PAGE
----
From Navy JAG Corps Public Affairs
Lt. j. g. Richard Robertson and Lt. j. g. Corey Mitchell were the first legalmen to promote via the Reserve Direct Commission Officer Program in May 2020. They hosted intimate, virtual commissioning ceremonies during the summer – observing COVID-19 restrictions on social gatherings – but their achievements were applauded across the worldwide JAG community. Robertson and Mitchell are now attending Officer Development School in Newport, R.I.
A direct commission officer is a U.S. uniformed officer who has received an appointed commission without completing the typical educational or service pre-requisites. Each year, the Navy Reserve’s Direct Commission Officer Program evaluates a highly competitive pool of applicants before selecting individuals with expertise and experience that will advance the Navy’s global mission.
Both Robertson and Mitchell hold law degrees, and they applied for the program in 2019 after consulting with their local recruiters and current members of Navy Reserve Law Program. For both, the application process spanned nearly a year, and they each submitted an extensive package – detailing their educational, professional, and personal backgrounds – which was considered by several rounds of selection boards.
“The Direct Commission Officer Program appealed to me because I had recently graduated law school and I wanted to practice law in the Navy,” said Mitchell. “I saw that as an excellent opportunity to grow my Navy career and my civilian career. I also felt like I had more to offer as a JAG officer than I did as a Legalman.”
While serving as an active-duty Legalman, Mitchell graduated Atlanta’s John Marshall Law School in May 2015, and he passed the Georgia bar exam in February 2016. He currently is assigned as defense counsel at Navy Reserve Defense Service Office Southeast in Norfolk, Va. He will attend the Basic Lawyer Course at Naval Justice School in early 2021.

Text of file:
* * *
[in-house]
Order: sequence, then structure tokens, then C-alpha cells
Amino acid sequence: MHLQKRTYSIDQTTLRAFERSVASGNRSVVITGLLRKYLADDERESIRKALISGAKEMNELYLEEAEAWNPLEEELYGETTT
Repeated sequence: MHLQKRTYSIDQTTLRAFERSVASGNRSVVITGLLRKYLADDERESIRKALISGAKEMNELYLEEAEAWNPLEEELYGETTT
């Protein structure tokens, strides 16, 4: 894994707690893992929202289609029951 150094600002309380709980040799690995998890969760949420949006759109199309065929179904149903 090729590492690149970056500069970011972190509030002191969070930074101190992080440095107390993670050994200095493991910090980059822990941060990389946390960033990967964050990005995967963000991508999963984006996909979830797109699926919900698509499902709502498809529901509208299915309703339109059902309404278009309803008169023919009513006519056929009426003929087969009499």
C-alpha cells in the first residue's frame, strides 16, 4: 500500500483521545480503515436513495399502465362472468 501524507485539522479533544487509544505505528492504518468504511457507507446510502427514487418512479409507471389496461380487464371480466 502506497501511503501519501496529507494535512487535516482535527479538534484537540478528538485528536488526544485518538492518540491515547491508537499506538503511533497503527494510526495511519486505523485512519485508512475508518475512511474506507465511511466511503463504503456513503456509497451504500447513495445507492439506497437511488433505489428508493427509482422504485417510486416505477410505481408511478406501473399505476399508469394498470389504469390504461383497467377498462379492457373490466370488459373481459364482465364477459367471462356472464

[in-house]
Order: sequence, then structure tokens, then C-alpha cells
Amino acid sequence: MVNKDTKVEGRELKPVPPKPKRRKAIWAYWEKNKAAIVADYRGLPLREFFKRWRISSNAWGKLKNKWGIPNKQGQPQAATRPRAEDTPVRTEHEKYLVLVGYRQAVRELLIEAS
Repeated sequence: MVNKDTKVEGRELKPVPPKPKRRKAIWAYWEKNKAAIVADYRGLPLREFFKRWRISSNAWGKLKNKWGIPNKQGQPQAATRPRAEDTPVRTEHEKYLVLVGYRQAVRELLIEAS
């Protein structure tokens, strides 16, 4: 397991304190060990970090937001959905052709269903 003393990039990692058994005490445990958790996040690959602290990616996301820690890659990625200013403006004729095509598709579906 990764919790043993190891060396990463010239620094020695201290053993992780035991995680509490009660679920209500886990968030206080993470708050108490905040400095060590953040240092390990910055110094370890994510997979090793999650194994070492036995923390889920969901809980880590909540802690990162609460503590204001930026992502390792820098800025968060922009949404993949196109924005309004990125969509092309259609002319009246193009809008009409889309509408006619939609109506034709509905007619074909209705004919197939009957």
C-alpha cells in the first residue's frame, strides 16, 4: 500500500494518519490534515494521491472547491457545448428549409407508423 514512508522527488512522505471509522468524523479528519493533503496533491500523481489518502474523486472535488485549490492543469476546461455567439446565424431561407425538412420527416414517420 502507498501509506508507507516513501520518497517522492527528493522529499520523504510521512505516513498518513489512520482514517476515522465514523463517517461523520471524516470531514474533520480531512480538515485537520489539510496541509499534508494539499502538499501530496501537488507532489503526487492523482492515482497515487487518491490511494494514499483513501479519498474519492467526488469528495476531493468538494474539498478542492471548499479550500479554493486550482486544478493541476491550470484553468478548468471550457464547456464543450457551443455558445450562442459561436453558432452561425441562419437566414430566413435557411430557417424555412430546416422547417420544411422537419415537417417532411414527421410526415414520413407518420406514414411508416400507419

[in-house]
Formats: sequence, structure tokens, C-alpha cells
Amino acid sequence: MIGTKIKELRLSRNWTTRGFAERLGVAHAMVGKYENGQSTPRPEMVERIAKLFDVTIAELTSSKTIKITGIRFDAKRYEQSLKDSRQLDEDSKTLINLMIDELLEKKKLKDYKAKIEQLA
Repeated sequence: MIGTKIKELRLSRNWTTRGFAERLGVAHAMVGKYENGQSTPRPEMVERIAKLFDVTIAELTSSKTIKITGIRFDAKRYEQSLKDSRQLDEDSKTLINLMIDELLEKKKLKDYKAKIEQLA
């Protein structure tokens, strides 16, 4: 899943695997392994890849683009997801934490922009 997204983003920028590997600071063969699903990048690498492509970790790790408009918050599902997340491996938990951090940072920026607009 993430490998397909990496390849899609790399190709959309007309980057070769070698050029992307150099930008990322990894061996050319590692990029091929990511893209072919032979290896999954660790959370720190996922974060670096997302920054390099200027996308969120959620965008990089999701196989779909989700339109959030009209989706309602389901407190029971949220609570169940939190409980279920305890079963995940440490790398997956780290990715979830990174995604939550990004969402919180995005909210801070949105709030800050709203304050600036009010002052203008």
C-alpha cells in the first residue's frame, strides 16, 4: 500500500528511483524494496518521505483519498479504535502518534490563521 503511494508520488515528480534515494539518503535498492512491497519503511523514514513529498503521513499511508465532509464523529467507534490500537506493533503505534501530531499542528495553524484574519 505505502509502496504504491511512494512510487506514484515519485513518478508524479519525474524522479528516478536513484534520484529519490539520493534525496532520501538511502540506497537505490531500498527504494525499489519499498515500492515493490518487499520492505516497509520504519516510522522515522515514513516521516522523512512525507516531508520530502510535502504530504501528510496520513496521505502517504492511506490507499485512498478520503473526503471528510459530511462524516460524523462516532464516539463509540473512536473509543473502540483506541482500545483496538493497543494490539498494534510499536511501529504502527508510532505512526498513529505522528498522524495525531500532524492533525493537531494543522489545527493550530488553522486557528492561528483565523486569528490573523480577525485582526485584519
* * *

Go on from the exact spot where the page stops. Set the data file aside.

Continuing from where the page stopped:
Robertson’s path to a naval commission was less direct and required significant perseverance.
“When I was told about this program, it sounded like it was built for me,” said Robertson. “I enlisted in 2007 as an Intelligence Specialist in the Navy Reserve with the goal of becoming an officer, and the dream of being a JAG. But because I thought law school was too expensive, I had written off that part of the dream.”
Robertson later left the Navy to join the Army National Guard. He applied for law school during Army basic training, and he subsequently received his juris doctor degree from Ohio Northern University’s College of Law. After passing the bar exam and acquiring his license in 2015, Robertson attended George Washington University School of Law and completed his master of laws degree in National Security and US Foreign Relations Law. Thanks to a supportive mentor – and after working for two years as a deputy prosecuting attorney in Indiana, as well as a private attorney – Robertson returned to the Navy Reserves in 2017. He applied for the Direct Commission Program twice, and earlier this year, he was notified of his selection.
“I am thrilled that it happened. I am glad that the struggle is over, and I now get to live the dream,” said Robertson, who will attend the Basic Lawyer Course at Naval Justice School in early 2021. He is currently assigned to Navy Reserve Region Legal Service Office Midwest, and is looking forward to opportunities to serve with the active-duty force.
Mitchell is most excited about future trial work; he is eager to litigate as a prosecutor or defense counsel. Both feel very fortunate to have been selected for the Direct Commission Officer Program.
“I am truly humbled by this accomplishment. It is not something that comes easy or to everyone. I appreciate the selection, I thank those that believed I would make a good JAG officer and I look forward to a successful career,” said Mitchell.
The Navy Reserve Law Program currently includes more than 400 lawyers practicing in the fields of military justice, command advice and support, legal assistance, international and operational law, administrative law, admiralty and maritime law, and other specialized areas. They serve throughout the U.S. and in several foreign countries